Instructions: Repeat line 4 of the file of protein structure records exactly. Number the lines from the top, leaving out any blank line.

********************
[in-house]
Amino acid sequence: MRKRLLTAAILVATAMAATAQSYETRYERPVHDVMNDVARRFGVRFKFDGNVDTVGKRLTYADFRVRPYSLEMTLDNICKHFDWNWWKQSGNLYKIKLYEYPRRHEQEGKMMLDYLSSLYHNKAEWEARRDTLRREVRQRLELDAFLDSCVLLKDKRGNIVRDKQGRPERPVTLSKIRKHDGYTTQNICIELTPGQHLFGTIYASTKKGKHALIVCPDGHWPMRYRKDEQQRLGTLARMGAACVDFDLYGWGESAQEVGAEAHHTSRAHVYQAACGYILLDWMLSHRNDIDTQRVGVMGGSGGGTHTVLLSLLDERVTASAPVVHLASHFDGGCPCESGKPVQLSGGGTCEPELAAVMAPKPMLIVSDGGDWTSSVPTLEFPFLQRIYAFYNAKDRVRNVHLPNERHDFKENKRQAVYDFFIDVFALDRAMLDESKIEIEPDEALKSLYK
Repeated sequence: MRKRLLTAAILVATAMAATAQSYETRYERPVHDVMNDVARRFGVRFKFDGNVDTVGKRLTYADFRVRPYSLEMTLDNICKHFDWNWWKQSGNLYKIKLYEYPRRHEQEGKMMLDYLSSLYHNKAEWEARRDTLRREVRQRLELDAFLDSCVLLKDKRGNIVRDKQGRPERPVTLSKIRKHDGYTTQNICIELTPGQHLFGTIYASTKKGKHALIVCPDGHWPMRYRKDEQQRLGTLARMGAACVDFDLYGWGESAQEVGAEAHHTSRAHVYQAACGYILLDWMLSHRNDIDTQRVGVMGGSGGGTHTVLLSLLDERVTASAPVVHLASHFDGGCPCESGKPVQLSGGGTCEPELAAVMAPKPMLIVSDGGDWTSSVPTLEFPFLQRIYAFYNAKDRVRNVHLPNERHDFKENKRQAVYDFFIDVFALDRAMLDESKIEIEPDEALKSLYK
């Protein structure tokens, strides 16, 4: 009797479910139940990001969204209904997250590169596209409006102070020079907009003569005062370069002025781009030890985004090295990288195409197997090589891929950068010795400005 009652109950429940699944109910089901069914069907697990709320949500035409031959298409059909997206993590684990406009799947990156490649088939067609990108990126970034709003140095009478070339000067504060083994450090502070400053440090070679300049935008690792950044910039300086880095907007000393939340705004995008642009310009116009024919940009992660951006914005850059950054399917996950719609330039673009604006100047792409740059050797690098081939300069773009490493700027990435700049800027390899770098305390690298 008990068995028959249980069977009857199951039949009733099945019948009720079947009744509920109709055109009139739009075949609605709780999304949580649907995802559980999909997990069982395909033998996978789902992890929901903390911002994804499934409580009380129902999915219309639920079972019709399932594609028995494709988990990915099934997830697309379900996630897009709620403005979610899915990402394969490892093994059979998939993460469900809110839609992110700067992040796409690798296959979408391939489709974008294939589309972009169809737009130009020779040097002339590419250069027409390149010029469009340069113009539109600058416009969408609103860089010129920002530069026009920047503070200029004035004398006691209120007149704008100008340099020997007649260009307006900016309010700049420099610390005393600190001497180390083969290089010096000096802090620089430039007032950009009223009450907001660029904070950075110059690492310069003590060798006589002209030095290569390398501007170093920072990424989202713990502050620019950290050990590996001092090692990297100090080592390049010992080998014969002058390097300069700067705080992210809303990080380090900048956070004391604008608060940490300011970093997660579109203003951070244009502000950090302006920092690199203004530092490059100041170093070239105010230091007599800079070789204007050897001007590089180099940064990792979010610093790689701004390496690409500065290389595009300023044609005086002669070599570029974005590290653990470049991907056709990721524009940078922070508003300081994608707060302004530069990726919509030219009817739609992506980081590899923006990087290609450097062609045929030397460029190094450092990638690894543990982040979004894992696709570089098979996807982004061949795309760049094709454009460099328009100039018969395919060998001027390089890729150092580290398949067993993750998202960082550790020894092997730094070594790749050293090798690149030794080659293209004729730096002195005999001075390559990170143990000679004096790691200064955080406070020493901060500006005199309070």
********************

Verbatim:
């Protein structure tokens, strides 16, 4: 009797479910139940990001969204209904997250590169596209409006102070020079907009003569005062370069002025781009030890985004090295990288195409197997090589891929950068010795400005 009652109950429940699944109910089901069914069907697990709320949500035409031959298409059909997206993590684990406009799947990156490649088939067609990108990126970034709003140095009478070339000067504060083994450090502070400053440090070679300049935008690792950044910039300086880095907007000393939340705004995008642009310009116009024919940009992660951006914005850059950054399917996950719609330039673009604006100047792409740059050797690098081939300069773009490493700027990435700049800027390899770098305390690298 008990068995028959249980069977009857199951039949009733099945019948009720079947009744509920109709055109009139739009075949609605709780999304949580649907995802559980999909997990069982395909033998996978789902992890929901903390911002994804499934409580009380129902999915219309639920079972019709399932594609028995494709988990990915099934997830697309379900996630897009709620403005979610899915990402394969490892093994059979998939993460469900809110839609992110700067992040796409690798296959979408391939489709974008294939589309972009169809737009130009020779040097002339590419250069027409390149010029469009340069113009539109600058416009969408609103860089010129920002530069026009920047503070200029004035004398006691209120007149704008100008340099020997007649260009307006900016309010700049420099610390005393600190001497180390083969290089010096000096802090620089430039007032950009009223009450907001660029904070950075110059690492310069003590060798006589002209030095290569390398501007170093920072990424989202713990502050620019950290050990590996001092090692990297100090080592390049010992080998014969002058390097300069700067705080992210809303990080380090900048956070004391604008608060940490300011970093997660579109203003951070244009502000950090302006920092690199203004530092490059100041170093070239105010230091007599800079070789204007050897001007590089180099940064990792979010610093790689701004390496690409500065290389595009300023044609005086002669070599570029974005590290653990470049991907056709990721524009940078922070508003300081994608707060302004530069990726919509030219009817739609992506980081590899923006990087290609450097062609045929030397460029190094450092990638690894543990982040979004894992696709570089098979996807982004061949795309760049094709454009460099328009100039018969395919060998001027390089890729150092580290398949067993993750998202960082550790020894092997730094070594790749050293090798690149030794080659293209004729730096002195005999001075390559990170143990000679004096790691200064955080406070020493901060500006005199309070």